Christopher Nolan's The Dark Knight trilogy set a high standard for comic book films. Not only did they have ambitions to be the best of their kind, but the best kind of film period. They looked to transcend the genre and that is more than well and good because I am a huge fan of Nolan and what he did for Batman, but in many ways that can only be the right approach for so many comic book heroes. Not every super hero benefits from being dark, brooding and grounded in reality. This idea of grounding everything from these fantastical, imaginary worlds into the reality that surrounds us will not always be possible and that is what director Marc Webb seems to have tapped into with his re-booted Spider-Man series that looks to fully embrace the world of the comics. Unlike many I was a big fan of the 2012 re-boot starring Andrew Garfield as the masked webslinger for despite the fact it lacked credible or sometimes even remotely intelligent dialogue (an issue that continues here) as well as relying too heavily on special effects in its clumsy action sequences (an issue both improved upon while still heavily leaning on the computer generated crutch) it was a Spider-Man film, that for the first time felt like it captured the spirit of the comics. I'll be the first to admit I am not a big comic book reader, but Spider-Man is an exception and was always a personal favorite of mine growing up. Not only for the little bit of comic reading that I dabbled in, but like Batman and the X-Men it was for the 90's animated series that pulled me into these worlds in the first place. What I enjoyed about 2012's The Amazing Spider-Man was that it seemed to fully immerse itself in the world of its relatable protagonist and was unafraid to try and bring to the screen the more ridiculous of Spider-Man's villains which included a giant lizard in a lab coat. Seeing these actual worlds jump off the pages and onto the screen is what comic book fans have presumably wanted for years yet now that Nolan's Batman films have re-defined what a credible super hero movie is it is easy to look at those that don't adhere to the same rules as something of a lesser accomplishment. It is by the fact fans should come to the realization that this may be the closest in regards to all aspects of the way a movie can be made that a motion picture has captured the essence of what makes a comic so entertaining and endearing through its world building, its dramatic beats, its character development and most of all, its silliness. In short, The Amazing Spider-Man 2 really bowled me over.

Gwen Stacy (Emma Stone) and Peter Parker (Andrew Garfield) have an on again/off again relationship.
Beginning where we left off at the end of the first film Peter Parker (Garfield) has settled into his role as the vigilante of New York City that some are warming up to while others (namely an unseen J. Jonah Jameson) still classify him as a threat and a nuisance. Parker is back-on with his forbidden love Gwen Stacey (Emma Stone) whose father (Denis Leary, who keeps popping up here and there to remind Peter of his promise) had the dying request that Peter and Spider-Man leave his daughter alone and thus safe from peril. As highlighted in the first film, the relationship between Peter and Gwen is one that is as key to Peter being Spider-Man in a successful fashion as are his actual powers, but that bond is put to the test over and over again here. The main cause of this stress seems to continually come from Oscorp. After filing away everything having to do with Curt Connors aka the aforementioned lizard and setting their image straight with the shareholders the large corporation seems to be on a path to better public relations as they have designed a unit that will power the entire city more efficiently (I bet you can't guess how that might come into play later). This is, of course, due in thanks to the unrecognized work of Max Dillon (Jamie Foxx) who is a bit of a loner who becomes obsessed with Spider-Man after being saved by him only to fall in a vat of eels after being electrocuted and turns against the friendly neighborhood hero when his starved for attention mentality is betrayed by public perception. Add into this the return of Peter's childhood friend Harry Osborn (the always welcome Dane DeHaan) to the big apple after being away at boarding school for eight years. Harry's return is greeted by his father, Norman's (Chris Cooper), death and an illness that has been passed on to Harry and is beginning to set in. There is some strange connection between this disease and the work Peter's father was doing when he abruptly disappeared from his sons life and the script does a fair job of balancing the looming threat of Foxx's Electro and DeHaan's Osborn with the personal agenda of Peter to discover why his parents abandoned him and why he can't seem to abandon Gwen.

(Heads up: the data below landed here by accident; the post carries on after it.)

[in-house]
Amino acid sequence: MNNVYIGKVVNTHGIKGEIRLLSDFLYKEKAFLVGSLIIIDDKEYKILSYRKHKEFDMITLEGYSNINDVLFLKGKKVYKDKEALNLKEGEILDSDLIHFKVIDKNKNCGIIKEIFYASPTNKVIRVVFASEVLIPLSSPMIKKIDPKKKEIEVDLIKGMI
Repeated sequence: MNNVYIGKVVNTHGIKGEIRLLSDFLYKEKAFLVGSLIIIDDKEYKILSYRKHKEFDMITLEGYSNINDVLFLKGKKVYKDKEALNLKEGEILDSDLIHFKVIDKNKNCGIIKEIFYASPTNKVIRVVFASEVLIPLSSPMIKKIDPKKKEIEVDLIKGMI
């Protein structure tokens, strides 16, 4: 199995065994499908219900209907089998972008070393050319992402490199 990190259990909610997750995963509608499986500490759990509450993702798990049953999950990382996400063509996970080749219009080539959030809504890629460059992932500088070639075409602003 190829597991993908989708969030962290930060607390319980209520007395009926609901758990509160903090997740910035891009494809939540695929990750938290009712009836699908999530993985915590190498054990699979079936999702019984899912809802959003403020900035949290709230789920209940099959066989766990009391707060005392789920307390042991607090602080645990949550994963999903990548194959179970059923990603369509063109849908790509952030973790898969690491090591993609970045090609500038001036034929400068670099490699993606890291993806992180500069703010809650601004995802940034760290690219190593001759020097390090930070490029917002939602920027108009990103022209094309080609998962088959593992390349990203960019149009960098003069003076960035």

Many state that their main issue with the studios approach to super hero films today is that they are not merely to exist as a sole entity or to serve a singular story to a point that it is given the attention it deserves to really resonate with viewers. Instead, studios and their controlling repercussions on the writers and directors creative processes are what allow for strict guidelines on what can and cannot be done in certain films and how they have become more of a very expensive TV series than anything resembling old fashioned motion pictures, merely episodes that only come out once every other year. There is no denying that The Amazing Spider-Man 2 has some serious ambition behind it and that it is clearly another chapter in a saga that Sony wants to return to time and time again, but with all of that aside this is also a very precise and calculated piece of entertainment that both serves to move the story forward, offering real insight into mysteries established in the first, and setting up characters and circumstances for future films that will only feed off the inherent drama present among the ridiculousness that is all of this super hero silliness.